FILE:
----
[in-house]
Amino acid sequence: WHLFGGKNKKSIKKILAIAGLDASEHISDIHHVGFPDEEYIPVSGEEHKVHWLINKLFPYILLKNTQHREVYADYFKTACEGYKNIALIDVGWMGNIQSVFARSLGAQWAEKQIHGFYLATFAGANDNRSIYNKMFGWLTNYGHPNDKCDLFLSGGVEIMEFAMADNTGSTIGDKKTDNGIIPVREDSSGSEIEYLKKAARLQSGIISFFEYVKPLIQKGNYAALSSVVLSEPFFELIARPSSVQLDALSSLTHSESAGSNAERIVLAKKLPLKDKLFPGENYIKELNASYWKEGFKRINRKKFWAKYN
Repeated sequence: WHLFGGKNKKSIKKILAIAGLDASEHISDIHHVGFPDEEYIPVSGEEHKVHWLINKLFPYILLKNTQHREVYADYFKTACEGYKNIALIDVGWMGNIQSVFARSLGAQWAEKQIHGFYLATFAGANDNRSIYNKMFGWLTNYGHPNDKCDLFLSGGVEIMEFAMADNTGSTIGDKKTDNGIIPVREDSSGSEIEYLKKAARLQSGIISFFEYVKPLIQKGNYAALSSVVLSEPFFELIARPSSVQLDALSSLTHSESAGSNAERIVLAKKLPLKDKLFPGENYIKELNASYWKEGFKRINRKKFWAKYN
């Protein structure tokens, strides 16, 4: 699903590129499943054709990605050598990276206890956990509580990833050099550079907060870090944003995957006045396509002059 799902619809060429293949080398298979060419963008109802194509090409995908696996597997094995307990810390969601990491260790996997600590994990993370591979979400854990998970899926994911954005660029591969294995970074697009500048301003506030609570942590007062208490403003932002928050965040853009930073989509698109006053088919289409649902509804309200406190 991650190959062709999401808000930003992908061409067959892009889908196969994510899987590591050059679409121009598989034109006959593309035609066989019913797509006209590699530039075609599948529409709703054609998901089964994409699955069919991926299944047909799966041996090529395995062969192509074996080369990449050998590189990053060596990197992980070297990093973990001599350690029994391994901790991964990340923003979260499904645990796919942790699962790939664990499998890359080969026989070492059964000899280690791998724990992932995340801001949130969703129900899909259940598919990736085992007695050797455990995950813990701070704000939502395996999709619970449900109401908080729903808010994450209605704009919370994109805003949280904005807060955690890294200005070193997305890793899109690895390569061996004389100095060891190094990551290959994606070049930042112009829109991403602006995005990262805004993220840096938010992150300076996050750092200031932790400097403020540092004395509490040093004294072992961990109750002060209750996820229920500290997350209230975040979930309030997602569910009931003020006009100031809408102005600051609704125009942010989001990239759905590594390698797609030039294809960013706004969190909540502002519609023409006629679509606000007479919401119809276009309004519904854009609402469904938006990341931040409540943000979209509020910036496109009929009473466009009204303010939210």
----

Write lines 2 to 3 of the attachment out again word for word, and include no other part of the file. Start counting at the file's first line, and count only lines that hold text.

Amino acid sequence: WHLFGGKNKKSIKKILAIAGLDASEHISDIHHVGFPDEEYIPVSGEEHKVHWLINKLFPYILLKNTQHREVYADYFKTACEGYKNIALIDVGWMGNIQSVFARSLGAQWAEKQIHGFYLATFAGANDNRSIYNKMFGWLTNYGHPNDKCDLFLSGGVEIMEFAMADNTGSTIGDKKTDNGIIPVREDSSGSEIEYLKKAARLQSGIISFFEYVKPLIQKGNYAALSSVVLSEPFFELIARPSSVQLDALSSLTHSESAGSNAERIVLAKKLPLKDKLFPGENYIKELNASYWKEGFKRINRKKFWAKYN
Repeated sequence: WHLFGGKNKKSIKKILAIAGLDASEHISDIHHVGFPDEEYIPVSGEEHKVHWLINKLFPYILLKNTQHREVYADYFKTACEGYKNIALIDVGWMGNIQSVFARSLGAQWAEKQIHGFYLATFAGANDNRSIYNKMFGWLTNYGHPNDKCDLFLSGGVEIMEFAMADNTGSTIGDKKTDNGIIPVREDSSGSEIEYLKKAARLQSGIISFFEYVKPLIQKGNYAALSSVVLSEPFFELIARPSSVQLDALSSLTHSESAGSNAERIVLAKKLPLKDKLFPGENYIKELNASYWKEGFKRINRKKFWAKYN